A comprehensive compendium on the taxonomy and biology of the 3106 living and fossil species of the worlds termites is presented, along with reviews of Isoptera morphology and evolution, identification keys, the history of termite systematics, and summary of the worlds 363 significant pest species. A complete bibliography is provided of nearly 5000 references covering virtually all aspects of termite taxonomy and biology through December 2011.
The morphology of Isoptera is thoroughly reviewed and illustrated with original scanning electron micrographs and photomicrographs, covering the cuticular anatomy and those internal organs that are taxonomically and phylogenetically significant, including several new character systems. Terminology is presented for the systems of tibial spines and spurs so as to establish homologs. Keys are presented to the nine living families of termites, and the world subfamilies and genera of Archotermopsidae, Hodotermitidae, Kalotermitidae, Mastotermitidae, Rhinotermitidae, Serritermitidae, Stolotermitidae, and Stylotermitidae. A key to subfamilies of the Termitidae is included. A detailed morphological diagnosis for each family and subfamily is provided, along with images of exemplar species. The history of isopteran research in taxonomy, systematics, morphology, paleontology, and biology is reviewed from 1758 to the present, with emphasis on transformative workers such as Holmgren, Silvestri, Emerson, Roonwal, Noirot, and Sands. Evolution of the Isoptera is reviewed, including the diversity and natural history of genera and species in all Zoogeographic regions, major patterns in social biology, the phylogeny of Recent and fossil genera and families, and 135 million years of fossils preserved as compressions, mineralized replicas, and in amber. The definitive sister group to the Isoptera is the monogeneric family of wood roaches, Cryptocercidae (Cryptocercus), so the taxonomic ranks of the two groups are now Infraorder Isoptera and Infraorder Cryptocercoidea within Order Blattaria (roaches and termites).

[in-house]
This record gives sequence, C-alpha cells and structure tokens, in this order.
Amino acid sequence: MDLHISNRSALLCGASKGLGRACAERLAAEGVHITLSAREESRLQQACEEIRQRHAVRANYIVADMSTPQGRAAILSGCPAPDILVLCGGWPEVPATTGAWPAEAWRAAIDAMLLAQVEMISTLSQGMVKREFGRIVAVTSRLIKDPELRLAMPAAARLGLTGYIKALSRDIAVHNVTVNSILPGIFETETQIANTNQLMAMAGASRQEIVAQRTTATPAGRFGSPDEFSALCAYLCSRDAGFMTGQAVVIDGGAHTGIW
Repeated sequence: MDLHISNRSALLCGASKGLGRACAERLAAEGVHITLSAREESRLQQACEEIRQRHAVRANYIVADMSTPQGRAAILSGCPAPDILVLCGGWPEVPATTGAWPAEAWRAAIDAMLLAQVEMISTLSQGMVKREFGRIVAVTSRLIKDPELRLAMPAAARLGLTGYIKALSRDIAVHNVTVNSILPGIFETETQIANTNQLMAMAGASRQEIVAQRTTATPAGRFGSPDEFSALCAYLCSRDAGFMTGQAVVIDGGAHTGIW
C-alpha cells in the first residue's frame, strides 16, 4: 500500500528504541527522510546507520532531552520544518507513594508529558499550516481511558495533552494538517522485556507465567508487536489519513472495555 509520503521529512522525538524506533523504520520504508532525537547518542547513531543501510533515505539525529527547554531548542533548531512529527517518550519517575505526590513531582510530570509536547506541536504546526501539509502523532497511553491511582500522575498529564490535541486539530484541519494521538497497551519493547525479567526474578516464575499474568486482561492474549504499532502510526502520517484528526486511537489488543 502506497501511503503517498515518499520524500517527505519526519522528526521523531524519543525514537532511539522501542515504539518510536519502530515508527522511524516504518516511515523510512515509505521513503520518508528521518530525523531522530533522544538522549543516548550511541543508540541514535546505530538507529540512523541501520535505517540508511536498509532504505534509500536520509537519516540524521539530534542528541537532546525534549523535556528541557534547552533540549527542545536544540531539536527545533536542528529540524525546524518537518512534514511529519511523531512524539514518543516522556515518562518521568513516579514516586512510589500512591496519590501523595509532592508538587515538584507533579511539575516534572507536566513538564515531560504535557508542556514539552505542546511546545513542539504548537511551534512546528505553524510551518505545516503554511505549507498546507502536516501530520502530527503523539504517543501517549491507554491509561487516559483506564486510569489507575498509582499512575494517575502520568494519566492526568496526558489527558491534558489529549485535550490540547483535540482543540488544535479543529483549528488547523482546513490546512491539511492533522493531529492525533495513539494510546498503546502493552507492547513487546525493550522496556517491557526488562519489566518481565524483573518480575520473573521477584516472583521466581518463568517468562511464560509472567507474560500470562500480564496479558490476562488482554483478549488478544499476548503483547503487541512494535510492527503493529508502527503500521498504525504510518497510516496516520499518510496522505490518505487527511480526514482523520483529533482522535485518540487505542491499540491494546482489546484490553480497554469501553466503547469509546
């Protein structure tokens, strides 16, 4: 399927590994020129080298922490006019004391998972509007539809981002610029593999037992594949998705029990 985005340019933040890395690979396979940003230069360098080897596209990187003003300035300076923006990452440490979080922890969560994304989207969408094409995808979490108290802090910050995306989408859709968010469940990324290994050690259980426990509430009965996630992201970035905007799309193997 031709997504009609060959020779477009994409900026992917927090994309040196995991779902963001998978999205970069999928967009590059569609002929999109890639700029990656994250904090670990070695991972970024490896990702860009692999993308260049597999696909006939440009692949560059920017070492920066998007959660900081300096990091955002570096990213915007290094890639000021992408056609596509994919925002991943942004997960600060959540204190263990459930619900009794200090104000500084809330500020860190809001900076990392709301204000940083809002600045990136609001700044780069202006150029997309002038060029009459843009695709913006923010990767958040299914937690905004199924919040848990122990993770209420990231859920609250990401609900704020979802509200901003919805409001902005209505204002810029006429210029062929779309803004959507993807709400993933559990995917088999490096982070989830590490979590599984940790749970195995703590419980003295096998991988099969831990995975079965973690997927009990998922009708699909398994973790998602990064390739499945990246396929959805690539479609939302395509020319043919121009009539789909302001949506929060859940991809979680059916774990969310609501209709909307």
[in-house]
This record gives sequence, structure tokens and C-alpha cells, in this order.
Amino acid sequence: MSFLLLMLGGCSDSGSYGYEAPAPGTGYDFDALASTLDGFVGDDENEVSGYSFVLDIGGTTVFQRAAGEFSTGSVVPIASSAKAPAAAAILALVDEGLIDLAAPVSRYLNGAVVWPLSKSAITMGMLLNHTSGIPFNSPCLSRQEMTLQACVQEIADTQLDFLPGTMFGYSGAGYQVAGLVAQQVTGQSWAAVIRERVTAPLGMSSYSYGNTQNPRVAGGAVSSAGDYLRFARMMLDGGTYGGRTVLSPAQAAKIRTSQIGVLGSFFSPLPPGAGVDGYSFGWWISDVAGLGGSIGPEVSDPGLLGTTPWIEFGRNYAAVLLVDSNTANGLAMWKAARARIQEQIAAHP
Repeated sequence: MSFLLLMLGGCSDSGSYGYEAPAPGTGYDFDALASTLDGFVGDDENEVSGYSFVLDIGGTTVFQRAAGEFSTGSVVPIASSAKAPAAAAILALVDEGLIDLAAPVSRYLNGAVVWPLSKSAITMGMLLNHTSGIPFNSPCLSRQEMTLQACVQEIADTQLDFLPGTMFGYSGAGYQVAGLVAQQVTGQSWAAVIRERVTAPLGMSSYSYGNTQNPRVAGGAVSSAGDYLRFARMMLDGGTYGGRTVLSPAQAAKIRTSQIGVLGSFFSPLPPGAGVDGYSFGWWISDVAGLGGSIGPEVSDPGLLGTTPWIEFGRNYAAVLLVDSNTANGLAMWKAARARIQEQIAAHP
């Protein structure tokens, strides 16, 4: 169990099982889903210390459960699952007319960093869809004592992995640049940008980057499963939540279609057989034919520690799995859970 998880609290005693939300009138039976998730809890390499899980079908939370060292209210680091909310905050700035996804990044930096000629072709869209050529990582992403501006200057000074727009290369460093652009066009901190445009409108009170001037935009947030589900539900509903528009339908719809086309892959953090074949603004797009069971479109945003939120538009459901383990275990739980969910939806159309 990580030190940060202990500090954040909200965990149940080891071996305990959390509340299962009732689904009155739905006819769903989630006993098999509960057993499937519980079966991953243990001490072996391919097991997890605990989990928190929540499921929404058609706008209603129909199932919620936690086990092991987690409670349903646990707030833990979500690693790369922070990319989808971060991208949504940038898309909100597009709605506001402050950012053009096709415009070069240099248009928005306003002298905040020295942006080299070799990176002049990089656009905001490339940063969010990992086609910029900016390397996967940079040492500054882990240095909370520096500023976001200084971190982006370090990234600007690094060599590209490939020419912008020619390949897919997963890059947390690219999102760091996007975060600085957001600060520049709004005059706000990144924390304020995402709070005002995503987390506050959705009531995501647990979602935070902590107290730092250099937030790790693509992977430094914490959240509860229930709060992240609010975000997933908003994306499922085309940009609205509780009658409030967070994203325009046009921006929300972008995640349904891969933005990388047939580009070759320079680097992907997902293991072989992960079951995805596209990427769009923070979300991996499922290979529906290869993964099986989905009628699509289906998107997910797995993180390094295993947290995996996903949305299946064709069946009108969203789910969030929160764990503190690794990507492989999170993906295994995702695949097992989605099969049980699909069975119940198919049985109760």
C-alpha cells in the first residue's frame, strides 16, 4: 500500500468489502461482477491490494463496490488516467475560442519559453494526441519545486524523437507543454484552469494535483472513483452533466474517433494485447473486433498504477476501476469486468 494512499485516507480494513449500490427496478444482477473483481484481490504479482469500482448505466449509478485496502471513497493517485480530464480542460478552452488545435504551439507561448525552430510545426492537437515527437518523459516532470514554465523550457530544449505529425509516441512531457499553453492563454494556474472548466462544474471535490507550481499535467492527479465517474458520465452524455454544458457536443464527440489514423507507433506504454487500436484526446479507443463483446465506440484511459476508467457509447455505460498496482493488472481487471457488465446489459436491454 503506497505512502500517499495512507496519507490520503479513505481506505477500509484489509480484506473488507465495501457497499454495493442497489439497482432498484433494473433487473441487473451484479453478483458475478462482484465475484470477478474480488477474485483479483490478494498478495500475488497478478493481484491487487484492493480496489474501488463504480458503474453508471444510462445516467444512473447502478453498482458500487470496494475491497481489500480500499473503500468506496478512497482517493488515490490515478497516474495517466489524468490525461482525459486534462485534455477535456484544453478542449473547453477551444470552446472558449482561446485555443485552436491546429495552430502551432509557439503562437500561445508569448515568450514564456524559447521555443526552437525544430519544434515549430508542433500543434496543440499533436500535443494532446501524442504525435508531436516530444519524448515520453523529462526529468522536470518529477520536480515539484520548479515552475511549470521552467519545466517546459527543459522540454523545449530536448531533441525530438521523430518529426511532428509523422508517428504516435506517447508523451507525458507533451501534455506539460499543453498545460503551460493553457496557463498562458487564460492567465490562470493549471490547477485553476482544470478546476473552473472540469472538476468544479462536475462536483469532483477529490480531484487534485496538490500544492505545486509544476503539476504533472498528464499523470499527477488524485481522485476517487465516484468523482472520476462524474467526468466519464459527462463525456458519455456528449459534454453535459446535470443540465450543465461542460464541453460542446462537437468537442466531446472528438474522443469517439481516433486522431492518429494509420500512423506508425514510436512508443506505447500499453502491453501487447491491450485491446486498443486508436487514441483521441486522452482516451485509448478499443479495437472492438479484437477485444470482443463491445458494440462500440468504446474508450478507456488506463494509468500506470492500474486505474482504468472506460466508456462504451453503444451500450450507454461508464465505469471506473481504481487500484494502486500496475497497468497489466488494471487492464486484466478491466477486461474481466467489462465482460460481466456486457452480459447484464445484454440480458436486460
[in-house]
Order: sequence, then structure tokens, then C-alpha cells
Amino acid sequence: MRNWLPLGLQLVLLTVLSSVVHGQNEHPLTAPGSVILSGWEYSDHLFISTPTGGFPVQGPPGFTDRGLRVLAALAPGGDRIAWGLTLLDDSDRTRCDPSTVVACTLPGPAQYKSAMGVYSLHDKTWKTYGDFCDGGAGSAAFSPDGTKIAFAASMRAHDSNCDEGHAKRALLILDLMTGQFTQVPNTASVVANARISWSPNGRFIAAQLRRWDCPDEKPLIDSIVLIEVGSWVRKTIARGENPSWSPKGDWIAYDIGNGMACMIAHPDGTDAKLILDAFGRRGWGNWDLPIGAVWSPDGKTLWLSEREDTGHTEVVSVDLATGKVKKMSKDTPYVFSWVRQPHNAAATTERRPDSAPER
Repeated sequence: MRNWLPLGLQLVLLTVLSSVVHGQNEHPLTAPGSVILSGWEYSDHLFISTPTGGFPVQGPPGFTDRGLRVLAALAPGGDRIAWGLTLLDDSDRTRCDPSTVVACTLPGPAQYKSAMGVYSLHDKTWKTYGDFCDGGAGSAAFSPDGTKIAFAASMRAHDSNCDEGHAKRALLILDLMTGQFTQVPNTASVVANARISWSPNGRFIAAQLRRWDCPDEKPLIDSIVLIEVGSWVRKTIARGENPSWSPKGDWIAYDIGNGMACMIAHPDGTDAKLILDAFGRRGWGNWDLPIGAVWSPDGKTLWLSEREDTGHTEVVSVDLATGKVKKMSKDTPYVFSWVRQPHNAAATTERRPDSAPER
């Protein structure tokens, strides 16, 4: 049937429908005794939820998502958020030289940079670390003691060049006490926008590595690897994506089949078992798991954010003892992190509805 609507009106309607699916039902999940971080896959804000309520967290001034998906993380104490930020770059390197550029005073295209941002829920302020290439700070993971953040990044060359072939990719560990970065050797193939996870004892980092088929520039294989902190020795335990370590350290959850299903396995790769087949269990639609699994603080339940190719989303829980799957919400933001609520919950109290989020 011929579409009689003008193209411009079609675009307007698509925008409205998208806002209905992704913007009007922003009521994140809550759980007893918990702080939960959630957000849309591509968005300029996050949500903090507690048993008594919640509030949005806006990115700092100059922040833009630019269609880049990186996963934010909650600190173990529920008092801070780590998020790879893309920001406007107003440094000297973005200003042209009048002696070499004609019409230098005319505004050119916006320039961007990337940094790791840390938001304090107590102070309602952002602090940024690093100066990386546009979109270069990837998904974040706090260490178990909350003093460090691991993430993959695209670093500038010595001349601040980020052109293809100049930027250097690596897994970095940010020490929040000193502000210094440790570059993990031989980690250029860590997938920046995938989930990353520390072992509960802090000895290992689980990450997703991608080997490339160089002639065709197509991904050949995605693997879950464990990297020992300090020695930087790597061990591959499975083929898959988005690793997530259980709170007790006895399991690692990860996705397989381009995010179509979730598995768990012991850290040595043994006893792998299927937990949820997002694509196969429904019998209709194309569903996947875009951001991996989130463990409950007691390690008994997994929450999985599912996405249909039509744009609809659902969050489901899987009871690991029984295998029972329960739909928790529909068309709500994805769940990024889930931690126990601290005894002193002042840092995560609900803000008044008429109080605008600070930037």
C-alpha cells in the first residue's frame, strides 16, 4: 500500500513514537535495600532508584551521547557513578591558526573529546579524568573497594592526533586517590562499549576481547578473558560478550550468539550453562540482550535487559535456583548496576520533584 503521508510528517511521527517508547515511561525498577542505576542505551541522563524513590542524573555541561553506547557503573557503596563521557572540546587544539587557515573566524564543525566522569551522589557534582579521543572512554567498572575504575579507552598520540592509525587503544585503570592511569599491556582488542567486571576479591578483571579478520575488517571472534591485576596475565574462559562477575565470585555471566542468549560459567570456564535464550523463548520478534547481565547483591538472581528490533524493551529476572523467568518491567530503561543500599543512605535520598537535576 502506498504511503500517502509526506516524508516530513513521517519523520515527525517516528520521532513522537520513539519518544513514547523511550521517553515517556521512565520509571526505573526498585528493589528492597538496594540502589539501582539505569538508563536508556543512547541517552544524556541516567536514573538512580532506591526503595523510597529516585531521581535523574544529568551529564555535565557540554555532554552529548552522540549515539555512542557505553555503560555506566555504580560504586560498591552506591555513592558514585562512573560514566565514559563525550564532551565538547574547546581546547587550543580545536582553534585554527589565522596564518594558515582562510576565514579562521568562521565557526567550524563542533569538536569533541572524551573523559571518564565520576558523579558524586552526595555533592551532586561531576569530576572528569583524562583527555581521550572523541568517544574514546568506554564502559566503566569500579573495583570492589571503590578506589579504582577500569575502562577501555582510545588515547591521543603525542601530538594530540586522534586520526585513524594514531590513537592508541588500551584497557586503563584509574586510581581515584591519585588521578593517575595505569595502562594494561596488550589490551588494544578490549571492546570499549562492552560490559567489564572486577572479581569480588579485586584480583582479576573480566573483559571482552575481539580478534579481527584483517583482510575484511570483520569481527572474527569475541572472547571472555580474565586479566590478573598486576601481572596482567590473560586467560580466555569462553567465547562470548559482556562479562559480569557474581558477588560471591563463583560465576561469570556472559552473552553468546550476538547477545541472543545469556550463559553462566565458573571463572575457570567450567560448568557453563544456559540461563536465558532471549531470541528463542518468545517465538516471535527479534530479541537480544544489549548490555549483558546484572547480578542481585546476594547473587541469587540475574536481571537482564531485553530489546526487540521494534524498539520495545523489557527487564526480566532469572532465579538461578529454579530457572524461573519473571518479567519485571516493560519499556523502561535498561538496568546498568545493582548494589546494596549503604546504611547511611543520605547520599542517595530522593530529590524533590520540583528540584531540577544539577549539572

The compendium summarizes the taxonomic history, nomenclature, distribution, type locality, and repository, and all significant aspects of natural history and biology for each species of the world, exclusive of pest control and colony inquilines (termitophiles). The classification of Recent and fossil lower termites (all those exclusive of family Termitidae) used in the compendium is from Engel et al. (2009), which is based on morphology and largely congruent with molecular studies. Rhinotermitidae s.s. (exclusive of Stylotermitidae) may be paraphyletic with respect to Termitidae, although the six traditional subfamilies of the former are used here. A separate section summarizes the nomenclatural changes made in the compendium, including new synonymies, new combinations, status novus, lectotype selection etc. A detailed list is provided of museums and other institutional collections that house type specimens. An index is included. The Treatise is intended to provide an authoritative foundation for taxonomic work on the Isoptera, present and future.